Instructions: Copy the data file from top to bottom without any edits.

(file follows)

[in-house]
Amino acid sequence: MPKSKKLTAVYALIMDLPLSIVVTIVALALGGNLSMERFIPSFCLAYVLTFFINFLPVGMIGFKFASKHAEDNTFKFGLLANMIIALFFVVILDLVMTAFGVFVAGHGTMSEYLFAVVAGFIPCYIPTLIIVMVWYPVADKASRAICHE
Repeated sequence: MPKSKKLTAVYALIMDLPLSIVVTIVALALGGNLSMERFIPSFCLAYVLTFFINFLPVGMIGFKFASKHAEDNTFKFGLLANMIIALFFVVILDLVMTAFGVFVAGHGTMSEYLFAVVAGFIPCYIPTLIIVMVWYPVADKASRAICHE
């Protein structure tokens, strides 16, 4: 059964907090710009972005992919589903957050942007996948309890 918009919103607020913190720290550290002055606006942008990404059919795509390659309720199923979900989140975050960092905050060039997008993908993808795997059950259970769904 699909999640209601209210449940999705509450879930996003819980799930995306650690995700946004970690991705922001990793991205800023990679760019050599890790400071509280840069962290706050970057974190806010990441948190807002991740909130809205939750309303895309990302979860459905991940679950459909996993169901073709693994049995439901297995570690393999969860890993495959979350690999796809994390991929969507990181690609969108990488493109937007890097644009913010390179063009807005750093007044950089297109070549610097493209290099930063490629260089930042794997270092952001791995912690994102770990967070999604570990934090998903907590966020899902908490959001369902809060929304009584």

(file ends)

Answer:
[in-house]
Amino acid sequence: MPKSKKLTAVYALIMDLPLSIVVTIVALALGGNLSMERFIPSFCLAYVLTFFINFLPVGMIGFKFASKHAEDNTFKFGLLANMIIALFFVVILDLVMTAFGVFVAGHGTMSEYLFAVVAGFIPCYIPTLIIVMVWYPVADKASRAICHE
Repeated sequence: MPKSKKLTAVYALIMDLPLSIVVTIVALALGGNLSMERFIPSFCLAYVLTFFINFLPVGMIGFKFASKHAEDNTFKFGLLANMIIALFFVVILDLVMTAFGVFVAGHGTMSEYLFAVVAGFIPCYIPTLIIVMVWYPVADKASRAICHE
């Protein structure tokens, strides 16, 4: 059964907090710009972005992919589903957050942007996948309890 918009919103607020913190720290550290002055606006942008990404059919795509390659309720199923979900989140975050960092905050060039997008993908993808795997059950259970769904 699909999640209601209210449940999705509450879930996003819980799930995306650690995700946004970690991705922001990793991205800023990679760019050599890790400071509280840069962290706050970057974190806010990441948190807002991740909130809205939750309303895309990302979860459905991940679950459909996993169901073709693994049995439901297995570690393999969860890993495959979350690999796809994390991929969507990181690609969108990488493109937007890097644009913010390179063009807005750093007044950089297109070549610097493209290099930063490629260089930042794997270092952001791995912690994102770990967070999604570990934090998903907590966020899902908490959001369902809060929304009584």